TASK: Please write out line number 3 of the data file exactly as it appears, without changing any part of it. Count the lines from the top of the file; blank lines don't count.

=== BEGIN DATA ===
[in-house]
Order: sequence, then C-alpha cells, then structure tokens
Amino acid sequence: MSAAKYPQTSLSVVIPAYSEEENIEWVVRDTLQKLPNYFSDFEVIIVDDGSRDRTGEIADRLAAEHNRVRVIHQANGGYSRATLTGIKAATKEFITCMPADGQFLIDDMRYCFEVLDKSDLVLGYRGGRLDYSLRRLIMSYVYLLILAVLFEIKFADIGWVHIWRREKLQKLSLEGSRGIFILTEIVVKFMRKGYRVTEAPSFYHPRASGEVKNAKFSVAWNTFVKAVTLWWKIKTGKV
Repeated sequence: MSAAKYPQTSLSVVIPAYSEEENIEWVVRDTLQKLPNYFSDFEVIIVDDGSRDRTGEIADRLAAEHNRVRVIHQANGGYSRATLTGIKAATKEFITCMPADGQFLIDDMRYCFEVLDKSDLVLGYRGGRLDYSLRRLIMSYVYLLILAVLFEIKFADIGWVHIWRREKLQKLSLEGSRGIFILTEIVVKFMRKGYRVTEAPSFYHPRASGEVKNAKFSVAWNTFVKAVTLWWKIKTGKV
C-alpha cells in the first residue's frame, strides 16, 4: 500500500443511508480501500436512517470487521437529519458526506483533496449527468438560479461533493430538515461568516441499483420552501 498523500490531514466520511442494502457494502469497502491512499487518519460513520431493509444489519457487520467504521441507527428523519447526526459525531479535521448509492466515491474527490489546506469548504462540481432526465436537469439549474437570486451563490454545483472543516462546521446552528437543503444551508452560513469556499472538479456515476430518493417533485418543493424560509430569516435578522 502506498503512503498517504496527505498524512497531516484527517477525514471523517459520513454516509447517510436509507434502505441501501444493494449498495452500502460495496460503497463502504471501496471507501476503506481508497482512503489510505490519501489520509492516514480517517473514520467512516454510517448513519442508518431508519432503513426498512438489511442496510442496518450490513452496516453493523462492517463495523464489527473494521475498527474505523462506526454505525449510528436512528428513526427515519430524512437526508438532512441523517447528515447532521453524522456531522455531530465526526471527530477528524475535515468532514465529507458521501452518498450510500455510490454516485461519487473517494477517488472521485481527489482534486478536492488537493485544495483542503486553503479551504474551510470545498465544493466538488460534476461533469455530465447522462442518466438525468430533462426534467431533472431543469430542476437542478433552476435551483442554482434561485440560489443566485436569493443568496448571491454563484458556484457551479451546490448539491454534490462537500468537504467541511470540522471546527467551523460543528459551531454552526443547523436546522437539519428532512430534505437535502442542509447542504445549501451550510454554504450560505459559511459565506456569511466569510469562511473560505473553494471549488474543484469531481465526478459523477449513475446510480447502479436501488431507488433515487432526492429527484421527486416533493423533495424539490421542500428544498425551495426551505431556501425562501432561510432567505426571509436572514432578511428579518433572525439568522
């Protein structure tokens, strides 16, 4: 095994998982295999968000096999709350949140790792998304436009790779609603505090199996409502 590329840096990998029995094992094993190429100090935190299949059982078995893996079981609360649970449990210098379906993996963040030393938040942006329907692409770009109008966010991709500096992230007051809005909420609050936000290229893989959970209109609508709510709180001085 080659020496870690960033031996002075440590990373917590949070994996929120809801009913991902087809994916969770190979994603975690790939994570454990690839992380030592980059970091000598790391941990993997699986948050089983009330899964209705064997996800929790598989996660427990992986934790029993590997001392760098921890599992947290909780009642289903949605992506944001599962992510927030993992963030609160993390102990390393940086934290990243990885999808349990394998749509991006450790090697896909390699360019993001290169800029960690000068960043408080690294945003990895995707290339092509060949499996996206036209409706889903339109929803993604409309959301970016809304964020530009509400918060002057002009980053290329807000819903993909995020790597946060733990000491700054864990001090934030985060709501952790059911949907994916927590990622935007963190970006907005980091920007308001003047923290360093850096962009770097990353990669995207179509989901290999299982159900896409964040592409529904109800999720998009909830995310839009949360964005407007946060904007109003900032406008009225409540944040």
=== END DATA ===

Amino acid sequence: MSAAKYPQTSLSVVIPAYSEEENIEWVVRDTLQKLPNYFSDFEVIIVDDGSRDRTGEIADRLAAEHNRVRVIHQANGGYSRATLTGIKAATKEFITCMPADGQFLIDDMRYCFEVLDKSDLVLGYRGGRLDYSLRRLIMSYVYLLILAVLFEIKFADIGWVHIWRREKLQKLSLEGSRGIFILTEIVVKFMRKGYRVTEAPSFYHPRASGEVKNAKFSVAWNTFVKAVTLWWKIKTGKV